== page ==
https://www.ubittention.org/2018/

Workshop 7

CPD 2018: The 1st Workshop on Combining Physical and Data-Driven Knowledge in Ubiquitous Computing

Organizers: Shijia Pan, Xinlei Chen

Real-world ubiquitous computing systems face the challenge of requiring a significant amount of data to obtain accurate information through pure data-driven approaches. The performance of these pure data-driven systems greatly depends on the quantity and `quality' of data. In ideal conditions, pure data-driven methods perform well due to the abundance of data. However, in real-world systems, collecting data can be costly or impossible due to practical limitations. Physical knowledge, on the other hand, can be used to alleviate these issues of data limitation. This physical knowledge can include 1) domain knowledge from experts, 2) heuristics from experiences, and 3) analytic models of the physical phenomena. With the physical knowledge, we can infer the target information 1) more accurately compared to the pure data-driven model, or 2) with limited (labeled) data, since it is often difficult to obtain a large amount of (labeled) data under various conditions. In recent years, researchers combine this physical knowledge with traditional data-driven approaches to improve the computing performance with limited (labeled) data. We aim to bring researchers that explore this direction together and search for systematic solutions across various applications.

https://ubicomp18.github.io/workshop18-cpd/

Workshop 8

HASCA 2018: 6th International Workshop on Human Activity Sensing Corpus and Applications

Organizers: Kazuya Murao, Yu Enokibori, Hristijan Gjoreski, Paula Lago, Tsuyoshi Okita, Pekka Siirtola, Kei Hiroi, Philipp M. Scholl

The objective of this workshop is to share the experiences among current researchers about the challenges of real-world activity recognition, the role of datasets and tools, and breakthrough approaches towards open-ended contextual intelligence. This workshop deals with the challenges of designing reproducible experimental setups, running large-scale dataset collection campaigns, designing activity and context recognition methods that are robust and adaptive, and evaluating systems in the real world. As a special topic this year, we wish to reflect on the challenges and possible approaches to recognize situations, events or activities outside of a statically predefined pool - which is the current state of the art - and instead adopt an "open-ended view" on activity and context awareness. This may take combinations of advances in the automatic discovery of relevant patterns in sensor data, advances in experience sampling and wearable technologies to unobtrusively discover the semantic meaning of such patterns, advances in crowd-sourcing of dataset acquisition and annotation and new "open-ended" human activity modeling techniques.

http://hasca2018.hasc.jp/

Workshop 9

Ubiquitous Chatbots: Workshop on Wearable and Embodied Conversational Agents

Organizers: Leonardo Angelini, Maurizio Caon, Jacky Casas, Federica Cena, Amon Rapp, Omar Abou Khaled, Elena Mugellini

Human-computer interaction is progressively shifting towards natural language communication determining the rise of conversational agents. In the context of ubiquitous computing, the opportunities for interacting with new services and systems in a conversational manner are increasing and, nowadays, it is common to talk to home assistants to interact with a smart environment or to write to chatbots to access an online service. This workshop aims at bringing together researchers from academia and industry in order to establish a multidisciplinary community interested in discovering and exploring the challenges and opportunities coming from the ubiquity of conversational agents.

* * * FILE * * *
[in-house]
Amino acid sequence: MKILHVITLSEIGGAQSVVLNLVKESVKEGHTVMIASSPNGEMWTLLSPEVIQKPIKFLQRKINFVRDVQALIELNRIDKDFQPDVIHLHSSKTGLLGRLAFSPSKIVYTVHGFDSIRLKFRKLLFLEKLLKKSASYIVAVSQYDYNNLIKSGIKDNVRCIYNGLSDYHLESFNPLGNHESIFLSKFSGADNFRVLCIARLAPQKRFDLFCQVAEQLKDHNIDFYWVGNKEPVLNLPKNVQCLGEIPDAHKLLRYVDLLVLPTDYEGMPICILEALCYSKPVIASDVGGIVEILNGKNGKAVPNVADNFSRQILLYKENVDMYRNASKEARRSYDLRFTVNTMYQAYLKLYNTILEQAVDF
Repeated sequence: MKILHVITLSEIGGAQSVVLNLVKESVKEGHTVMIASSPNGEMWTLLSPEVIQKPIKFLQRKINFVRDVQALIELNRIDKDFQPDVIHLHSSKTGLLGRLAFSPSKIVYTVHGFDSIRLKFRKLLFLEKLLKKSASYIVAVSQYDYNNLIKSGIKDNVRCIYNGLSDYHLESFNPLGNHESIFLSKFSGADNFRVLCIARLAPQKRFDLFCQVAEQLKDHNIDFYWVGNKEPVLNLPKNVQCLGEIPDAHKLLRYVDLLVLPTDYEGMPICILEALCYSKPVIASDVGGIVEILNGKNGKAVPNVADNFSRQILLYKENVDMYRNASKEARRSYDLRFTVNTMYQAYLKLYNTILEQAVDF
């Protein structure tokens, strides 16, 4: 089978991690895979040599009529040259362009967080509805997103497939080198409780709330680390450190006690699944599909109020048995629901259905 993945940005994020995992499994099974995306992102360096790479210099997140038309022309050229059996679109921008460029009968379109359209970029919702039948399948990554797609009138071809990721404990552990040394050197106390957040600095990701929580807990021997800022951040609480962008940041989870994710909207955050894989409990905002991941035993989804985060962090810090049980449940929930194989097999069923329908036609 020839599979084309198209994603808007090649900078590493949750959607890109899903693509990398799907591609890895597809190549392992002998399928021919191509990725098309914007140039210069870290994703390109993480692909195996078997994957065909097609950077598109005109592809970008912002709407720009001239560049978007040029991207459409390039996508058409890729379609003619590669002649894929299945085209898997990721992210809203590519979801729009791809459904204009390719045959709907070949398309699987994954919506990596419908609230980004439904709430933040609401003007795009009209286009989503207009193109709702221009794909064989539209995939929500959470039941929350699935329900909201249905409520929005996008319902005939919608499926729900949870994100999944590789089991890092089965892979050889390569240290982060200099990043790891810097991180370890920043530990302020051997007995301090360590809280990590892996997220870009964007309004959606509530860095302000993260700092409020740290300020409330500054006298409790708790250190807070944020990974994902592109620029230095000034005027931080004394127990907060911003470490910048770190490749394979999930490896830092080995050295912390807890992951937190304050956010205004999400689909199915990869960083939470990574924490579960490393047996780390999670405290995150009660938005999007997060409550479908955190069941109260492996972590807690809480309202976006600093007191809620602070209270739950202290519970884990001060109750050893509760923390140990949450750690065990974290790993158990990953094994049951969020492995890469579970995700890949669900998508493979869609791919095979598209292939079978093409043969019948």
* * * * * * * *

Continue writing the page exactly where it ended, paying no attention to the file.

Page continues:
https://sites.google.com/view/ubiquitous-chatbots/

Workshop 10

UPA’18: 3rd International Workshop on Ubiquitous Personal Assistance

Organizers: Christian Meurisch, Philipp M. Scholl, Usman Naeem, Veljko Pejovic, Florian Müller, Elena Di Lascio, Pei-Yi (Patricia) Kuo, Sebastian Kauschke, Muhammad Awais Azam, Max Mühlhäuser

Advancements in ubiquitous technologies and artificial intelligence have paved the way for the recent rise of digital personal assistants (so-called IPAs, such as Apple's Siri, Google Assistant, or Amazon's Alexa) in everyday life. However, digital personal assistants are still in their infancy and far from being able to support humans unobtrusively and based on humans' intents and goals, or the way human personal assistants are able to. Ubiquitous personal assistance (UPA) refers to the next era of digital personal assistants, refining and completing the concept of IPA.

The 3rd International Workshop on Ubiquitous Personal Assistance (UPA'18) aims to share experiences of current researches on digital personal assistants in order to understand the extent of how such digital helpers can unobtrusively guide and support users in their daily and professional life. We invite the submission of papers in the emerging, interdisciplinary research field of ubiquitous personal assistance, which focus on the understanding, design, and development of such digital helpers. We also welcome contributions that investigate human behaviors, underlying recognition and prediction models; conduct field studies; as well as propose novel HCI interfaces and techniques to provide personal support.

https://upa18.weebly.com

Workshop 11

AppLens: Mining and Learning from Smartphone Apps for Users

Organizers: Gang Pan, Sha Zhao, Zhiwen Yu, Anind Dey

Smartphone applications (abbr. apps) are becoming ubiquitous in our everyday life. Apps on smartphones can sense users’ behaviors and activities, providing a lens for understanding users, which is an important point in the community of ubiquitous computing. In UbiComp 2018, we would like to run a workshop on mining and learning from smartphone apps for users (AppLens). It seeks for participants interested in understanding users from their use of smartphone apps, such as mining user attributes and discovering life patterns, discovering cultural and social phenomenon by analyzing app usage, such as social event detection, recognizing app usage behaviors, such as app overuse detection, and studying smartphone apps, such as app categorization and app popularity prediction. This workshop will include paper sessions, two invited talks, a panel session, and Best Paper Award, so as to keep participants engaged to make the workshop more interactive. It provides a forum for the participants to communicate and discuss issues to promote the emerging research field. Moreover, we will select a few accepted papers to be extended and published in a prestigious journal special issue.